• After 7 days it is ready! At this stage you can either blend it until smooth or sieve to remove the rice. Use instead of soy sauce, to add a rich umami flavour to any dish. Transfer to a fridge, where it can be stored for at least a month.


Note: The photos in the recipe instructions are using Fava Bean and Toasted Rice Shoyu,  instead of soy sauce. This is much lighter in colour than the traditional Shoyu koji (main post photo) and has the added benefit of being gluten/soy free.
Shoyu koji made from fava bean and toasted rice shoyu is also clear, when filtered from the rice at the end. This means it can be used to add a real depth of flavour to clear liquids, without altering the clarity.


New Sustainable Packaging!

Umami Chef koji is now available in sustainable packaging!

We’ve been working with Foxpak, Europe’s leading provider of sustainable packaging, to produce a new package for our koji.

It’s been specially designed to use less energy during its manufacture; whilst also releasing fewer greenhouse gases.

It’s made entirely from plant-based materials and is compostable!

Many thanks to Ryan from Multiple Graphics for the sleek design. 

You can buy koji in our new sustainable packaging here: 200g White Rice Koji


Shio Koji

Shio koji is a special marinade that provides three major functions in cookery:

  • Salt consumption is reduced
  • Meat becomes more tender
  • A rich umami (savoury) flavour is produced

Reduce Your Salt Intake

Add shio koji to almost any food as an alternative to salt. If you replace one teaspoon of salt in your recipe with two teaspoons of shio koji your food will taste just as salty, but you will only be using 10% of the salt.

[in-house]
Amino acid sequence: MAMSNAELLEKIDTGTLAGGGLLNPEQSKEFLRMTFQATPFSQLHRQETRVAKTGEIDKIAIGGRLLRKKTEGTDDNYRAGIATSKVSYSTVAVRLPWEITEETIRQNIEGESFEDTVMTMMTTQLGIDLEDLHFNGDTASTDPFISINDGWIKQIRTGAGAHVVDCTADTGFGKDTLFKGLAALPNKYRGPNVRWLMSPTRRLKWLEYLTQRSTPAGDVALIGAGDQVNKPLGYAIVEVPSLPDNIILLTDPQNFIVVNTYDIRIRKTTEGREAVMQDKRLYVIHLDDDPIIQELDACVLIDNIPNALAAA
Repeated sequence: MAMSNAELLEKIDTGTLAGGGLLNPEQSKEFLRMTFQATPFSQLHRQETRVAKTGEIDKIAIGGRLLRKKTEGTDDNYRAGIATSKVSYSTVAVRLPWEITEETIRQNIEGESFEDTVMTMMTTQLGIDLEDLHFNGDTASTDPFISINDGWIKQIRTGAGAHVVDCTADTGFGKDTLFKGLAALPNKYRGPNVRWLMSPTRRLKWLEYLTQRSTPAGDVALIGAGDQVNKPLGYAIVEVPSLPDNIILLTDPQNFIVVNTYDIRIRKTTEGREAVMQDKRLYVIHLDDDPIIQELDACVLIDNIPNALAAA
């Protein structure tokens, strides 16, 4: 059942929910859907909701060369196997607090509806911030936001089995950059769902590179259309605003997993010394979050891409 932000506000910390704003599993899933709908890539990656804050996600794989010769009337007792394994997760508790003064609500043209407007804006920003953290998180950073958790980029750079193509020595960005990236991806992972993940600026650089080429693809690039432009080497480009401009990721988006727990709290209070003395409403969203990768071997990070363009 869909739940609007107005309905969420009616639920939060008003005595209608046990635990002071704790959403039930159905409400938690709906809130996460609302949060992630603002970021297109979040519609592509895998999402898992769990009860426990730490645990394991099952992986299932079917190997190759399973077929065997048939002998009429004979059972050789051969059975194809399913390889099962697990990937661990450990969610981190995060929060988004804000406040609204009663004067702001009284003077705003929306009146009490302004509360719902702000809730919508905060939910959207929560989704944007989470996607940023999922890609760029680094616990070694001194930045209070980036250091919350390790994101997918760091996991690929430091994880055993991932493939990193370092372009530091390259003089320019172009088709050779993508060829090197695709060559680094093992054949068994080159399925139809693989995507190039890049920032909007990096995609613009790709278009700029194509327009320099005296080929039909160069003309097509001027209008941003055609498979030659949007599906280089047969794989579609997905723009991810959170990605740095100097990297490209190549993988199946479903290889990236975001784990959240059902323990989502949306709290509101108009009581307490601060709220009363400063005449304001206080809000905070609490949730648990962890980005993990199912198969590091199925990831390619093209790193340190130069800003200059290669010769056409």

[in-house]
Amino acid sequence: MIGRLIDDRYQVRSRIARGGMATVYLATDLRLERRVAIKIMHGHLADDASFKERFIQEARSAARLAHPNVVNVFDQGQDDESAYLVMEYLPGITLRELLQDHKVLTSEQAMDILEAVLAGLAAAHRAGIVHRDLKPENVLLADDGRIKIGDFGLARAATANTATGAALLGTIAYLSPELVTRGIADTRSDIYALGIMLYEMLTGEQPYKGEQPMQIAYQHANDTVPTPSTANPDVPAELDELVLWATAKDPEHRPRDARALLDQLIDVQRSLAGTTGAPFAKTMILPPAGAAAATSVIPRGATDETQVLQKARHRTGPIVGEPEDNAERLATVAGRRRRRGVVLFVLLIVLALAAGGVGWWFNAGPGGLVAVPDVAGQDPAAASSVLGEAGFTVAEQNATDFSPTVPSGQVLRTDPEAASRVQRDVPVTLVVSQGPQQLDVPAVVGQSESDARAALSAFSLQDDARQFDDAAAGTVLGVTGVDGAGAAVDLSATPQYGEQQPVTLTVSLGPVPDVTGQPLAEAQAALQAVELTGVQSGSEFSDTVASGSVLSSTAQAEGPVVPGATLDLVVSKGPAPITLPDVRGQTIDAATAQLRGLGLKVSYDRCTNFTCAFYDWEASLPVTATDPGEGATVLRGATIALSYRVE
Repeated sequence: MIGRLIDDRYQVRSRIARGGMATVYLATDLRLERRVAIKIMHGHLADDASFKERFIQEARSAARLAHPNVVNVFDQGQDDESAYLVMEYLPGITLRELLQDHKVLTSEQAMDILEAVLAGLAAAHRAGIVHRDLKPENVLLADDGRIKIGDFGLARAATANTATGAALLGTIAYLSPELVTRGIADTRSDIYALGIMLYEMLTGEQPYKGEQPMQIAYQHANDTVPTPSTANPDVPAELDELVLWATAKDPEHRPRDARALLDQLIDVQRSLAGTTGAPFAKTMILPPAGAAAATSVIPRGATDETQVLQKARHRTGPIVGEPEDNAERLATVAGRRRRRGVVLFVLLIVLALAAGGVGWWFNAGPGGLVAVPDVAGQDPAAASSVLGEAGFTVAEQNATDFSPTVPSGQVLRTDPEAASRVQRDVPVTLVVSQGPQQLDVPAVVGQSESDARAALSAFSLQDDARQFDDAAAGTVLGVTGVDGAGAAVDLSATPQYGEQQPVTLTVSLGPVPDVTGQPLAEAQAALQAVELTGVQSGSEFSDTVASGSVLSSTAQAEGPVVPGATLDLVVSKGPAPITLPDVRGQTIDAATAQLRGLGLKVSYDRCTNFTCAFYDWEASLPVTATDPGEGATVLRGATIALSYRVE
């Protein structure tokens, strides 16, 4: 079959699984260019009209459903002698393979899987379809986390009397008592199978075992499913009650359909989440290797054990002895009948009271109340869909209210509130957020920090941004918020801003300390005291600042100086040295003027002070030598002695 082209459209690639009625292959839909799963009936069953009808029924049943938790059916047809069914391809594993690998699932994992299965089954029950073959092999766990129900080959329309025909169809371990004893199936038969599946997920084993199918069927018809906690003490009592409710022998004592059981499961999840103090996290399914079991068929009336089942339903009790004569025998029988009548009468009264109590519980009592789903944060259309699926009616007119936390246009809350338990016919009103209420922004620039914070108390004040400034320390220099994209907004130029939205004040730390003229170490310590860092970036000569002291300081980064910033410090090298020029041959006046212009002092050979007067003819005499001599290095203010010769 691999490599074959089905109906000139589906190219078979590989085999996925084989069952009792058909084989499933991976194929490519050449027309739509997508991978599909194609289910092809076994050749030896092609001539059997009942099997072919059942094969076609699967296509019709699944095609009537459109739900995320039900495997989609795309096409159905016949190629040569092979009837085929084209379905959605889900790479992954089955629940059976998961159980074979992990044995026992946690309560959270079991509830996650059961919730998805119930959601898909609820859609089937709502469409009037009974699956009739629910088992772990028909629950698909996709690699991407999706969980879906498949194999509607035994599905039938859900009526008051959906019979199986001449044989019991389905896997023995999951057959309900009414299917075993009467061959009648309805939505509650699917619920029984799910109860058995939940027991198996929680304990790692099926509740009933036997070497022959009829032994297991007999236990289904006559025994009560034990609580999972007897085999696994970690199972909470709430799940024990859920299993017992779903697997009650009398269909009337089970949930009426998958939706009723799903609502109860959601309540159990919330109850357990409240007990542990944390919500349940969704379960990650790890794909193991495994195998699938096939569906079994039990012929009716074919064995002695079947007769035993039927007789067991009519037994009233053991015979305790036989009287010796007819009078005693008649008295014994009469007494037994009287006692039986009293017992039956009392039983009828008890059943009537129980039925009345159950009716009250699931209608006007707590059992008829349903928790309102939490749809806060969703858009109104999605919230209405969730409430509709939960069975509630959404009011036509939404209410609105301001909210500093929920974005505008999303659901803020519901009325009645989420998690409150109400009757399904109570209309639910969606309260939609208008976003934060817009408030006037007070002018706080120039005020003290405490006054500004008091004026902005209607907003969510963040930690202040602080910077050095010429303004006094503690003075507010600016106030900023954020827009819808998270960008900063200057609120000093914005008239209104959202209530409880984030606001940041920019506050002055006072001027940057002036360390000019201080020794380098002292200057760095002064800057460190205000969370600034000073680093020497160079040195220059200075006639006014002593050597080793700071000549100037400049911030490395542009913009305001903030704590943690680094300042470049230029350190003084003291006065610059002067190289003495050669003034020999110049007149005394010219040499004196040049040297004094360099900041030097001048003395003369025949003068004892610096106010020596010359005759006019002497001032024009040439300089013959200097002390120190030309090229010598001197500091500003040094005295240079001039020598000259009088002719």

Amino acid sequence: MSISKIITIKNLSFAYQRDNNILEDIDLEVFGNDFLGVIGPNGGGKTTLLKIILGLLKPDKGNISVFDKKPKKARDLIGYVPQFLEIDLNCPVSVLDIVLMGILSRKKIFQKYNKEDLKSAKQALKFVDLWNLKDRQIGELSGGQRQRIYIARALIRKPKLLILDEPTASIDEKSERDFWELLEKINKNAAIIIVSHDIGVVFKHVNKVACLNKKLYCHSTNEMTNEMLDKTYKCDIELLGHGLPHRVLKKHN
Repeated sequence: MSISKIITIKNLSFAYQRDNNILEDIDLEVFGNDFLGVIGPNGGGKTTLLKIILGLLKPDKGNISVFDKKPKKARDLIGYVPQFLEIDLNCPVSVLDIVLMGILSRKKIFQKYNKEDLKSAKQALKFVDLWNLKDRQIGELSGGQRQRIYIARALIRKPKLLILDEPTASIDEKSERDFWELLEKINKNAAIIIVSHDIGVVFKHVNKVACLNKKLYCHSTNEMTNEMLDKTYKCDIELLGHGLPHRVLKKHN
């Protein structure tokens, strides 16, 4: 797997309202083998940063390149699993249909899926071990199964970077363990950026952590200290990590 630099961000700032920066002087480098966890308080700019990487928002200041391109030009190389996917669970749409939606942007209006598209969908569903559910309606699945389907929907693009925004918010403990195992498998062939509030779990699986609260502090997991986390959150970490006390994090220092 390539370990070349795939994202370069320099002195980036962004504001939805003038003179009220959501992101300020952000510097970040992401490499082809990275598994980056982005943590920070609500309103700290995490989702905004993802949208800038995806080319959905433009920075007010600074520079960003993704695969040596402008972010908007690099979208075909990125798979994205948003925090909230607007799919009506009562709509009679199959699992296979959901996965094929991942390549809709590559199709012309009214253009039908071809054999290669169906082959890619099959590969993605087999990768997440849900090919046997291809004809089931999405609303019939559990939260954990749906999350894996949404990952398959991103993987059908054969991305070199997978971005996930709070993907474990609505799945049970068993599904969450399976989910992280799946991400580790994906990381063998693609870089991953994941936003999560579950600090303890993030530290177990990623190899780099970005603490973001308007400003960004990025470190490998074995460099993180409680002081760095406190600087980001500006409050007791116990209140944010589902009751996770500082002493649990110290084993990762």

A high salt diet can raise blood pressure and lead to coronary heart disease and stroke. The NHS recommend that adults should not eat more than 6g of salt a day – this is around a teaspoon. Any steps you take to reduce your salt intake is beneficial for your health. 

Meat becomes more tender

The enzymes present in shio koji have the ability to break down proteins, which makes meat more tender. Marinade any meat (chicken and white fish are especially good) overnight in a thin coating of shio koji and it will be transformed to another level!

Rich Umami Flavour

Shio koji contains protease which has the ability to transform protein into a range of amino acids. This creates a depth of savoury flavour that tastes delicious! It also contains amylase, which performs a similar function on starches; this makes carbohydrate rich food taste sweeter. To improve the flavour of dishes it is best to leave shio koji to ferment for one week before using. 

Shio Koji

Shio Koji is a special marinade that can reduce your salt consumption
Prep Time5 minutes
Cook Time0 minutes
Ferment7 days
Total Time7 days 5 minutes
Course: Ingredient
Cuisine: Japanese
Keyword: Koji, shio koji
Servings: 4
Calories: 361kcal


  • Blender



  • Mix all the ingredients together
  • Blend to form a smooth paste
  • Use immediately, or for a deeper flavour, leave in a clean jar at room temperature to ferment for one week. 


How to make Shio Koji

What is koji?

White rice koji

Koji is the term for a grain or bean that has been inoculated with Aspergillus Oryzae, a special fungus that has been domesticated for about 9000 years. 

White Rice Koji is made by steaming white rice and then allowing spores of Aspergillus Oryzae to germinate and multiply on it. 

This process is carefully controlled to ensure conditions are perfect for koji growth, with both temperature and humidity monitored continually. The fungus then converts starch within the rice into a range of enzymes, which go on to create the delicious range of savoury/umami flavours within foods like miso and soy sauce.

Before being packaged, the koji is gently dried to preserve it,  and it is then delivered to fermented food enthusiasts around the world!